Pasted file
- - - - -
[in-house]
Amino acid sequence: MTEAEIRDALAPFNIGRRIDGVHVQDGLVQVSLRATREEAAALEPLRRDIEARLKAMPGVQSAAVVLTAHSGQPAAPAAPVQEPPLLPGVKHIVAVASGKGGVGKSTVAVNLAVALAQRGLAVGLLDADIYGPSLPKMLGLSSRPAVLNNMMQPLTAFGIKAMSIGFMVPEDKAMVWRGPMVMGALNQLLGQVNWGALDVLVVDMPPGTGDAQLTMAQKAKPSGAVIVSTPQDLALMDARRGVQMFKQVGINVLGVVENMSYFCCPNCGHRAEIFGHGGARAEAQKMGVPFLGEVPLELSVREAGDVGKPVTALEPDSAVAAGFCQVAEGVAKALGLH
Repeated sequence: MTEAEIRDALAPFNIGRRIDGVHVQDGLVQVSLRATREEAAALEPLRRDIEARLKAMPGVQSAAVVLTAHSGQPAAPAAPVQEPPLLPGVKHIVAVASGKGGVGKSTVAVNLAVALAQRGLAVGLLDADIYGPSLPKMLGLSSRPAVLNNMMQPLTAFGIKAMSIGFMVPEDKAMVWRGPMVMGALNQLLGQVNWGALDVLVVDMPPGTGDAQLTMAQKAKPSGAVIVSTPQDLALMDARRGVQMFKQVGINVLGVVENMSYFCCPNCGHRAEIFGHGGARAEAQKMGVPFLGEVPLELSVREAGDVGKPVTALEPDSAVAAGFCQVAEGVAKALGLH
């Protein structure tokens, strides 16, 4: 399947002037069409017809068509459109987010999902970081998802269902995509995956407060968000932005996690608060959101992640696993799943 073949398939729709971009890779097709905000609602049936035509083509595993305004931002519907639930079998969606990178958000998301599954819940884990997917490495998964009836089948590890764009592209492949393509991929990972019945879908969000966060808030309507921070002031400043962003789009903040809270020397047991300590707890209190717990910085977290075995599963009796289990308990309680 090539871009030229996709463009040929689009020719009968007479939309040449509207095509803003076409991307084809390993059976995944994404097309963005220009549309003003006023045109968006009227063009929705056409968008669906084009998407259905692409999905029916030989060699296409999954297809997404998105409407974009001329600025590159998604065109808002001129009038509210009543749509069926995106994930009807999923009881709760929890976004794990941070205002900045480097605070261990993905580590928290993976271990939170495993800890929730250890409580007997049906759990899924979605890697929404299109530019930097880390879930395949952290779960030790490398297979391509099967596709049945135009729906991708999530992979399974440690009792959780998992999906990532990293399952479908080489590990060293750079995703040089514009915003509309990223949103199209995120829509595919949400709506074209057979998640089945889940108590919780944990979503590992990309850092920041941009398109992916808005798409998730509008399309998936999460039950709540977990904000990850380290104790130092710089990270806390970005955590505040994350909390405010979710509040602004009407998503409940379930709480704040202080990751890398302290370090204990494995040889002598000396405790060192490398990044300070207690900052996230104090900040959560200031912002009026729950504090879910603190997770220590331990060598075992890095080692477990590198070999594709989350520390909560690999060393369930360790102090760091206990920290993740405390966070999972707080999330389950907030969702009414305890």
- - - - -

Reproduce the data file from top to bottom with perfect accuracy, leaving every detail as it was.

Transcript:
[in-house]
Amino acid sequence: MTEAEIRDALAPFNIGRRIDGVHVQDGLVQVSLRATREEAAALEPLRRDIEARLKAMPGVQSAAVVLTAHSGQPAAPAAPVQEPPLLPGVKHIVAVASGKGGVGKSTVAVNLAVALAQRGLAVGLLDADIYGPSLPKMLGLSSRPAVLNNMMQPLTAFGIKAMSIGFMVPEDKAMVWRGPMVMGALNQLLGQVNWGALDVLVVDMPPGTGDAQLTMAQKAKPSGAVIVSTPQDLALMDARRGVQMFKQVGINVLGVVENMSYFCCPNCGHRAEIFGHGGARAEAQKMGVPFLGEVPLELSVREAGDVGKPVTALEPDSAVAAGFCQVAEGVAKALGLH
Repeated sequence: MTEAEIRDALAPFNIGRRIDGVHVQDGLVQVSLRATREEAAALEPLRRDIEARLKAMPGVQSAAVVLTAHSGQPAAPAAPVQEPPLLPGVKHIVAVASGKGGVGKSTVAVNLAVALAQRGLAVGLLDADIYGPSLPKMLGLSSRPAVLNNMMQPLTAFGIKAMSIGFMVPEDKAMVWRGPMVMGALNQLLGQVNWGALDVLVVDMPPGTGDAQLTMAQKAKPSGAVIVSTPQDLALMDARRGVQMFKQVGINVLGVVENMSYFCCPNCGHRAEIFGHGGARAEAQKMGVPFLGEVPLELSVREAGDVGKPVTALEPDSAVAAGFCQVAEGVAKALGLH
């Protein structure tokens, strides 16, 4: 399947002037069409017809068509459109987010999902970081998802269902995509995956407060968000932005996690608060959101992640696993799943 073949398939729709971009890779097709905000609602049936035509083509595993305004931002519907639930079998969606990178958000998301599954819940884990997917490495998964009836089948590890764009592209492949393509991929990972019945879908969000966060808030309507921070002031400043962003789009903040809270020397047991300590707890209190717990910085977290075995599963009796289990308990309680 090539871009030229996709463009040929689009020719009968007479939309040449509207095509803003076409991307084809390993059976995944994404097309963005220009549309003003006023045109968006009227063009929705056409968008669906084009998407259905692409999905029916030989060699296409999954297809997404998105409407974009001329600025590159998604065109808002001129009038509210009543749509069926995106994930009807999923009881709760929890976004794990941070205002900045480097605070261990993905580590928290993976271990939170495993800890929730250890409580007997049906759990899924979605890697929404299109530019930097880390879930395949952290779960030790490398297979391509099967596709049945135009729906991708999530992979399974440690009792959780998992999906990532990293399952479908080489590990060293750079995703040089514009915003509309990223949103199209995120829509595919949400709506074209057979998640089945889940108590919780944990979503590992990309850092920041941009398109992916808005798409998730509008399309998936999460039950709540977990904000990850380290104790130092710089990270806390970005955590505040994350909390405010979710509040602004009407998503409940379930709480704040202080990751890398302290370090204990494995040889002598000396405790060192490398990044300070207690900052996230104090900040959560200031912002009026729950504090879910603190997770220590331990060598075992890095080692477990590198070999594709989350520390909560690999060393369930360790102090760091206990920290993740405390966070999972707080999330389950907030969702009414305890």